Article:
Letter: Cyclists are not freeloaders

Cyclists are not freeloaders

Re: Whippersnapper whatevers

No, I wouldn't consider myself a "whippersnapper" but I learned in my 30's that staying mobile as I get older means that I need to stay active. That means that I bike a lot, walk a lot, and let my truck sit at home. That's been my life for decades now.

The idea that there is any relationship between licensing a vehicle and the financial support for the roads it uses is false. The majority of funding for our local roads comes from property taxes, that means that anyone living in the city pays directly or indirectly into the roadway fund. License fees go to ICBC, but the amount of money that ICBC turns around and uses for roadway projects is typically less than $10M per year for the whole province, which isn't even a tenth of a percent of the whole amount spent in this province.

The idea that having a license plate on a bike will allow reports of traffic infractions to flow through the system and generate fines and tickets is false. Also, how big a plate do you think would fit on a bike? Where would it fit with so many different styles of bicycles? The administration hassle this would create has been abandoned in most places when we were kids or before.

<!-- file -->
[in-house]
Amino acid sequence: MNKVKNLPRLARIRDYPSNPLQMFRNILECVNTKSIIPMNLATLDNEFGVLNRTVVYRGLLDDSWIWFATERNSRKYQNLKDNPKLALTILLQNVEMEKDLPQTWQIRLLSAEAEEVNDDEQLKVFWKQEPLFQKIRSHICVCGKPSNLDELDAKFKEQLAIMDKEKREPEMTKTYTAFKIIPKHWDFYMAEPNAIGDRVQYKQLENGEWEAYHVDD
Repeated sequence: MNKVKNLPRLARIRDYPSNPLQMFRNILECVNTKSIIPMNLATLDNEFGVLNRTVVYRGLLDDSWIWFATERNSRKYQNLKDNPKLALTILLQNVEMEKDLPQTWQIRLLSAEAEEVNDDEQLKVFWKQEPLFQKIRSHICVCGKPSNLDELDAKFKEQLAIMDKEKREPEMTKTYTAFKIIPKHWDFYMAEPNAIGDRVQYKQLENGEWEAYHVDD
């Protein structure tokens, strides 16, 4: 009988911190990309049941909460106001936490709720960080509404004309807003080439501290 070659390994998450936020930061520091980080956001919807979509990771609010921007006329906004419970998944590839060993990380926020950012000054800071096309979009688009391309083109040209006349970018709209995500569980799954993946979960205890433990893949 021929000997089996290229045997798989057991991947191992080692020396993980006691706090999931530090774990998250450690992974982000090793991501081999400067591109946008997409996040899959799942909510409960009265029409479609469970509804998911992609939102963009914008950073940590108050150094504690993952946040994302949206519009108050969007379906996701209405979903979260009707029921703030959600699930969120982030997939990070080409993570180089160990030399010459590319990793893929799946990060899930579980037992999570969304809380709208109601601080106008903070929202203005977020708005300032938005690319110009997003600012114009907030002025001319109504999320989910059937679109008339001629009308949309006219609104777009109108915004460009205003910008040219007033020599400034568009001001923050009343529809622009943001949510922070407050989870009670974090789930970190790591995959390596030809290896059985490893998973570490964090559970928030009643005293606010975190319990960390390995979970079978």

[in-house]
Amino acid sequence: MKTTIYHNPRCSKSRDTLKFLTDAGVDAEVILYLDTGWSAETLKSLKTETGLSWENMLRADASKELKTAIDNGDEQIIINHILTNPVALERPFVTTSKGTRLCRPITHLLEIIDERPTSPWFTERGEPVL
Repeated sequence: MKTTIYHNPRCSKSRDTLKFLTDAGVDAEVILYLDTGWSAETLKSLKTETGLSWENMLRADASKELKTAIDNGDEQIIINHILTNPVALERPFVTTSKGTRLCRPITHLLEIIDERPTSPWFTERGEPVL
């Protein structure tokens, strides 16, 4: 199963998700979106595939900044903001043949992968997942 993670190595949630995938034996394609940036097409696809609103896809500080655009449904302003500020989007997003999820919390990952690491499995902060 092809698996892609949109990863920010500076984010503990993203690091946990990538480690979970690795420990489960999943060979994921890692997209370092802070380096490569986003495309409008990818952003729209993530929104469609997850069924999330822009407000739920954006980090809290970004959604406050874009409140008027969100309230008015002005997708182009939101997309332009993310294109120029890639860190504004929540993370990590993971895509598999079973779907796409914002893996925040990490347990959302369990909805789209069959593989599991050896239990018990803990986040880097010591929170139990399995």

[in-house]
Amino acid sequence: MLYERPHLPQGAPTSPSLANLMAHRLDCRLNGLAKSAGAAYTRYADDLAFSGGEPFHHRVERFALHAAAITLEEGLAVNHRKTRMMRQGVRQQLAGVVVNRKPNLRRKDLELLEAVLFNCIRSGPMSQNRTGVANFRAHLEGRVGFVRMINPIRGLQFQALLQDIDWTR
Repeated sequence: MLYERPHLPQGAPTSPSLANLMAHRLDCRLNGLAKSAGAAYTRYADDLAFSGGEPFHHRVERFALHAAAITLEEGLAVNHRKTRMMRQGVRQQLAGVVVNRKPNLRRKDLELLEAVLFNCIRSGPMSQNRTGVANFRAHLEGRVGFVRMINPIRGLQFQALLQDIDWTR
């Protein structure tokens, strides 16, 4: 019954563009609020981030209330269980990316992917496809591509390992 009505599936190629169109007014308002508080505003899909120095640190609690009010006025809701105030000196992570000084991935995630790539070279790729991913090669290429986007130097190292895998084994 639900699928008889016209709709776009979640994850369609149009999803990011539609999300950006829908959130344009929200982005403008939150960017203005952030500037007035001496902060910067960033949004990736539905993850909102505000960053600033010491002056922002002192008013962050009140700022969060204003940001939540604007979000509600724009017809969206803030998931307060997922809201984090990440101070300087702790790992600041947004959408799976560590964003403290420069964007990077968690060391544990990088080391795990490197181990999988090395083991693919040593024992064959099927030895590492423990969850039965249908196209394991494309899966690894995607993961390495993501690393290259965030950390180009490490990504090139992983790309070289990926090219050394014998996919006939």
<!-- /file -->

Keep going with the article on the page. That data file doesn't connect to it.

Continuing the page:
Plus, how well is that working for cars now? Do you report the license plates of cars speeding, blowing stop signs and red lights?

Finally, people on foot and people on bikes have been shown to support downtowns quite well. Locations that have prioritized active mobility over cars found that business increased, people going slower seem to impulse buy and window shop more than people in cars. Downtown Vancouver BIA was first against the loss of parking and the increased cycling infrastructure, now they're one of the biggest funding partners for HUB which is the local cycling advocacy group and they've said how much better downtown is now.

No, the idea that people on bikes are freeloaders is incorrect. The idea that people with cars "drive" our economy is just a good way to sell more cars. The car is not going away, but we're finally starting to have the conversation about the corner the car-centric lifestyle has backed us into. 

Giving up 40% of our land to roads and parking has created problems, we need to find solutions. Creating more space on Bernard for "people" will give us an idea of how things can be. I'll admit that if it could be that way 6-8 months out of the year I would love it, but I'll take what I can get.

Landon Bradshaw, Kelowna

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